Imagine some student from around the world contacts you to get information about TSE programs. She is looking to apply for a Master in Economics, but the website is not fully informative (they have clearly no incentives to provide the cons). Are you going to reply? If so, how long will your message be? Would your choice be affected if you shared the same nationality and language?
Many Question & Answering (Q&A) online communities have appeared on the Internet, exploiting three efficiency arguments rising from the above story: first of all, if you put some effort into answering the prospective master student, then maybe others could also benefit from the answer (making your effort more valuable). Second, while you probably do not have any incentives to answer other than for pure altruism, the Q&A system can put in place incentives not only to push for contributions, but also for quality. Here the third advantage comes into play: while in bilateral communication, messages are private, but in a community everything is observable, allowing for the creation of mutual monitoring devices.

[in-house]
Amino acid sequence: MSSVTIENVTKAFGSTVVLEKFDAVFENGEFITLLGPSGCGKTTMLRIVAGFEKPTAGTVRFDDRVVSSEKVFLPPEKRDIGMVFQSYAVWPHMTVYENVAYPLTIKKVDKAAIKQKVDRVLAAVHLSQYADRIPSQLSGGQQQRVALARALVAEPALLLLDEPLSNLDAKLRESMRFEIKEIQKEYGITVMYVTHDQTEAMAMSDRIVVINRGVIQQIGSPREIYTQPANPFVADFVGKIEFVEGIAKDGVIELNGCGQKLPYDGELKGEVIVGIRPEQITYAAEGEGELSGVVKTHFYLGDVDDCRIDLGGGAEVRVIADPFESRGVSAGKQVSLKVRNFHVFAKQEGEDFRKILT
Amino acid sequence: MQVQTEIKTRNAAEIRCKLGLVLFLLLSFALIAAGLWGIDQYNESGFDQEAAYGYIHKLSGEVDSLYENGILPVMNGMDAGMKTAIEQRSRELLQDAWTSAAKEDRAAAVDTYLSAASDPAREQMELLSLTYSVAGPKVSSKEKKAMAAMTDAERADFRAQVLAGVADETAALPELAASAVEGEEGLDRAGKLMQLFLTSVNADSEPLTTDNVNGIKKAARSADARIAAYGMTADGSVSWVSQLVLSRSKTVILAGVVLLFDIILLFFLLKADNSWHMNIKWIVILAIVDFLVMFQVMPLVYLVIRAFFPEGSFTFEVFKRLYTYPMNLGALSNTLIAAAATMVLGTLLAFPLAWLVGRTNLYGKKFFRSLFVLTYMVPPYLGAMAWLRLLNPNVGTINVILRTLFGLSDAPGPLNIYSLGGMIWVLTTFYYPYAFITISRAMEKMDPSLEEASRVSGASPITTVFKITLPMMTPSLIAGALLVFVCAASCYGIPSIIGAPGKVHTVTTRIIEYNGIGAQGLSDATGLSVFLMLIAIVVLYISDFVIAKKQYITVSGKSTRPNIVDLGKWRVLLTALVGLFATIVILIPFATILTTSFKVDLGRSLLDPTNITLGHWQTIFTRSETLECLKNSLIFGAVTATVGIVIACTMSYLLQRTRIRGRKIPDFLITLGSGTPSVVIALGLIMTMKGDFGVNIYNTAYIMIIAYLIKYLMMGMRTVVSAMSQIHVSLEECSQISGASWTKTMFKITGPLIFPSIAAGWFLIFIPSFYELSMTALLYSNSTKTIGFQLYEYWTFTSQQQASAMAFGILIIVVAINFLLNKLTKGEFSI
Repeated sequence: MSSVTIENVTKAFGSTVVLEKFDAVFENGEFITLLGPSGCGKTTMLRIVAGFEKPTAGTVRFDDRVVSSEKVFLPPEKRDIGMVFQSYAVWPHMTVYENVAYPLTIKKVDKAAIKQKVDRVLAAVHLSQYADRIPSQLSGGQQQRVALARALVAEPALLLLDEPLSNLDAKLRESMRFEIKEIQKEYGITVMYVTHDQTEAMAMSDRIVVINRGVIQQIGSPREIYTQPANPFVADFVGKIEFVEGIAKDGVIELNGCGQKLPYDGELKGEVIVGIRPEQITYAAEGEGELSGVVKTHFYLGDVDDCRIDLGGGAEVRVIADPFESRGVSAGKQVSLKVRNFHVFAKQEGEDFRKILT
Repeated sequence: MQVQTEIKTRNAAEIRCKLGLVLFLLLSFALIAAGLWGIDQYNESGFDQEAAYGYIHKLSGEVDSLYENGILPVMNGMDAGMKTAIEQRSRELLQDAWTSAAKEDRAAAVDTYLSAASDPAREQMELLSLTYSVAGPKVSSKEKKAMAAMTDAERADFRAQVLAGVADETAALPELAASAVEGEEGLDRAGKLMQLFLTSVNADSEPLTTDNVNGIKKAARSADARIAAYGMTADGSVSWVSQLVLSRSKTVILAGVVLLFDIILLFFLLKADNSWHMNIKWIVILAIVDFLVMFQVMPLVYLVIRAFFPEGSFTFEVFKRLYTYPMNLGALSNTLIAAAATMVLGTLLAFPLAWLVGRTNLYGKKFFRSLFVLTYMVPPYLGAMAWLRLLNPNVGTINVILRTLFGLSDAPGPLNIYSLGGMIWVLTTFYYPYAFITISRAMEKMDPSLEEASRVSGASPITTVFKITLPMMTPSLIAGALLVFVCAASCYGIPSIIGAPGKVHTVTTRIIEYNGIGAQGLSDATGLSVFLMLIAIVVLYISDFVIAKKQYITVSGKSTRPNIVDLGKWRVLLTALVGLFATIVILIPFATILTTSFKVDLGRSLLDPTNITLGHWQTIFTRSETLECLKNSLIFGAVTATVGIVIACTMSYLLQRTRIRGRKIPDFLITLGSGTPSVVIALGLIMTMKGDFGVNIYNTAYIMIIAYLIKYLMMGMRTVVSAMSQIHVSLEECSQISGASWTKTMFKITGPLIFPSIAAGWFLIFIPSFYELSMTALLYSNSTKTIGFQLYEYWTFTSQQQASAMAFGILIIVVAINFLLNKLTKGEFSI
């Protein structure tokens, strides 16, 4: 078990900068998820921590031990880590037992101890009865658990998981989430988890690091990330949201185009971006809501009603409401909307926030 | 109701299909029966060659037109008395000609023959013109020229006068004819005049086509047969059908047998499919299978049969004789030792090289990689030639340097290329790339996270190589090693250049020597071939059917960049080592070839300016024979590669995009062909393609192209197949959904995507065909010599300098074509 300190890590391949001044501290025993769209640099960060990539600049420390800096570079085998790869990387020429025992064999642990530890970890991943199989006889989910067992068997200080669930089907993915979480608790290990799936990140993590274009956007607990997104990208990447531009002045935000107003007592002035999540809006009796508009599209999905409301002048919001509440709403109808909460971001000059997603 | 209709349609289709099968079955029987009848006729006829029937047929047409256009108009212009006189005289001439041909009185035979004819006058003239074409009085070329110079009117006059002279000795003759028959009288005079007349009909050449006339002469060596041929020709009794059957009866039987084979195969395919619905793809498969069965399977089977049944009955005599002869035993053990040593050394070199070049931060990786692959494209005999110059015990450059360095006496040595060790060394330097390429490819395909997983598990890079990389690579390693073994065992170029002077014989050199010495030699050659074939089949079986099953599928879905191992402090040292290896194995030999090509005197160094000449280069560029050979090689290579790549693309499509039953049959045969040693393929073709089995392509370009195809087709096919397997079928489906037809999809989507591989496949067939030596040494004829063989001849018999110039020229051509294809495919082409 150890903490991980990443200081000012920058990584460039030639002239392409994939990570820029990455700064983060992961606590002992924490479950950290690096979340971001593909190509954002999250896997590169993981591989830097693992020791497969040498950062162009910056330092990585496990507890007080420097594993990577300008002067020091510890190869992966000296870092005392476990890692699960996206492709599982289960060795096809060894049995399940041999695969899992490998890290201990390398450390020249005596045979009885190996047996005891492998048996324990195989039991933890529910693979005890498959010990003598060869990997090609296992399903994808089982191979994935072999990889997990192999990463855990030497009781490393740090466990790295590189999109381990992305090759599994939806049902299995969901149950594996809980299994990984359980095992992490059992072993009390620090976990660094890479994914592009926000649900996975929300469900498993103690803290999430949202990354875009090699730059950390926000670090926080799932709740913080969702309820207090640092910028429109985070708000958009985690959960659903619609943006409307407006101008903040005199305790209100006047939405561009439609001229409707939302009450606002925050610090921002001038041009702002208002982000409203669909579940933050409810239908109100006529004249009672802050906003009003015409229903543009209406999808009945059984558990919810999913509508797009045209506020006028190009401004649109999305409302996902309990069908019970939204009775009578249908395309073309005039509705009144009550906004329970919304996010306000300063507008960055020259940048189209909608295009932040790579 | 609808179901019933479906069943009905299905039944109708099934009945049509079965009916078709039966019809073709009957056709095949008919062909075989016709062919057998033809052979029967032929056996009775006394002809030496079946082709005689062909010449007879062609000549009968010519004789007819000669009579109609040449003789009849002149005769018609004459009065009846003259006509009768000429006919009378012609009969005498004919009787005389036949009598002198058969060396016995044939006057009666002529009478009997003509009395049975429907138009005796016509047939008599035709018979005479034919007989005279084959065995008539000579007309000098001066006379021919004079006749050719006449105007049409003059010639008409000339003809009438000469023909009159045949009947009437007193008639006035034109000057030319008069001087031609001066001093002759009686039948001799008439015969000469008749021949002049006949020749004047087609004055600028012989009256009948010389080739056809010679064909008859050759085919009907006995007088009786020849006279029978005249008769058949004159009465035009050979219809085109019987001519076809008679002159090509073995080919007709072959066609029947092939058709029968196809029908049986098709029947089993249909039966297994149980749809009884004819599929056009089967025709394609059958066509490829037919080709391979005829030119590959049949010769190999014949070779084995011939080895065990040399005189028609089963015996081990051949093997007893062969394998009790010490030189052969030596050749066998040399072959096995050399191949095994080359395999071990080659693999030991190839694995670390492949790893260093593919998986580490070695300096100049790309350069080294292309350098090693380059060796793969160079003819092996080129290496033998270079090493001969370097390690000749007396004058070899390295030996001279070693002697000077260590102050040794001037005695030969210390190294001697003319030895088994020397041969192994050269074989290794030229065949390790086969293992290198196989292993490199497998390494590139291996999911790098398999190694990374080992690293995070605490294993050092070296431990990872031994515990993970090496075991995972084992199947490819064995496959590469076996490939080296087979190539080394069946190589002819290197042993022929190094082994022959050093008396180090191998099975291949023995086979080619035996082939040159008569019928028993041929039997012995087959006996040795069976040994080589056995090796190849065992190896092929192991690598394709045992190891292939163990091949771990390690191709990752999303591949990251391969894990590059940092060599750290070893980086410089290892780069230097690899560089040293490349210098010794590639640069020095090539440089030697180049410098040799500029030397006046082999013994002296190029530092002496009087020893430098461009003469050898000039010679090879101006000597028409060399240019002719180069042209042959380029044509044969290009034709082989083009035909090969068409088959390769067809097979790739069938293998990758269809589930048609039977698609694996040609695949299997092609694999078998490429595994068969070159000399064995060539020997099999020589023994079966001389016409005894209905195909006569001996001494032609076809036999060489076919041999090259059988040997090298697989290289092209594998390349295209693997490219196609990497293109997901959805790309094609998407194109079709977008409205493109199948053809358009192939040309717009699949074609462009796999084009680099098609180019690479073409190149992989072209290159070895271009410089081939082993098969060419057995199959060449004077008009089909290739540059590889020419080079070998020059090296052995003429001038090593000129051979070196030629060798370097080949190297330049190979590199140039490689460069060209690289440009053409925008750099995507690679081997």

The Q&A websites collected under the Stack Exchange label are probably the best of their kind in exploiting these features and they are growing very fast. Stack Overflow, the Q&A website focused on programming language related topics, receives 9.6 million visits per day, 74K new questions per week and currently, counts 15 million question and 24 million answers since its launch in 2008. The other websites of the family are less popular, but still not negligible. For instance, Ask Ubuntu, which focuses on the Ubuntu (Linux) OS, receives 587K visits per day, while the Q&A on English Language receives 467K daily visits.